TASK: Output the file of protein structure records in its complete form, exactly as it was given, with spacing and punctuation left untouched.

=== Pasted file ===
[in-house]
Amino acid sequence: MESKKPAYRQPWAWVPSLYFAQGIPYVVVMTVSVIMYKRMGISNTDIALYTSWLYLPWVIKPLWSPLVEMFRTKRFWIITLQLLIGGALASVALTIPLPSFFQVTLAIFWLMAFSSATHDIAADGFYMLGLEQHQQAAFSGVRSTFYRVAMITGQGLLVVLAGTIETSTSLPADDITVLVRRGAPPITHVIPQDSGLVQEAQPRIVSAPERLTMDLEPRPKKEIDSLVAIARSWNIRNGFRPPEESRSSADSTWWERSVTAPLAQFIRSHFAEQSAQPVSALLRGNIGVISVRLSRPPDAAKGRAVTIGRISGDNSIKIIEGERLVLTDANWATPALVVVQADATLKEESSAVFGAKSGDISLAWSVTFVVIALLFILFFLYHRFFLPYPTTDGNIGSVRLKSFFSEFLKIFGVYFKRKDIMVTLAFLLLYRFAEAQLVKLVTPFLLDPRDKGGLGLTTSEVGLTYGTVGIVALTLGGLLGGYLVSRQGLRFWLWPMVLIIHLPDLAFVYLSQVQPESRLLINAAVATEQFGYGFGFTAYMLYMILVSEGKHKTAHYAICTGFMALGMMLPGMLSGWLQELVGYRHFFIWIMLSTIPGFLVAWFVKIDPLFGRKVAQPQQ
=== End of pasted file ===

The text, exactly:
[in-house]
Amino acid sequence: MESKKPAYRQPWAWVPSLYFAQGIPYVVVMTVSVIMYKRMGISNTDIALYTSWLYLPWVIKPLWSPLVEMFRTKRFWIITLQLLIGGALASVALTIPLPSFFQVTLAIFWLMAFSSATHDIAADGFYMLGLEQHQQAAFSGVRSTFYRVAMITGQGLLVVLAGTIETSTSLPADDITVLVRRGAPPITHVIPQDSGLVQEAQPRIVSAPERLTMDLEPRPKKEIDSLVAIARSWNIRNGFRPPEESRSSADSTWWERSVTAPLAQFIRSHFAEQSAQPVSALLRGNIGVISVRLSRPPDAAKGRAVTIGRISGDNSIKIIEGERLVLTDANWATPALVVVQADATLKEESSAVFGAKSGDISLAWSVTFVVIALLFILFFLYHRFFLPYPTTDGNIGSVRLKSFFSEFLKIFGVYFKRKDIMVTLAFLLLYRFAEAQLVKLVTPFLLDPRDKGGLGLTTSEVGLTYGTVGIVALTLGGLLGGYLVSRQGLRFWLWPMVLIIHLPDLAFVYLSQVQPESRLLINAAVATEQFGYGFGFTAYMLYMILVSEGKHKTAHYAICTGFMALGMMLPGMLSGWLQELVGYRHFFIWIMLSTIPGFLVAWFVKIDPLFGRKVAQPQQ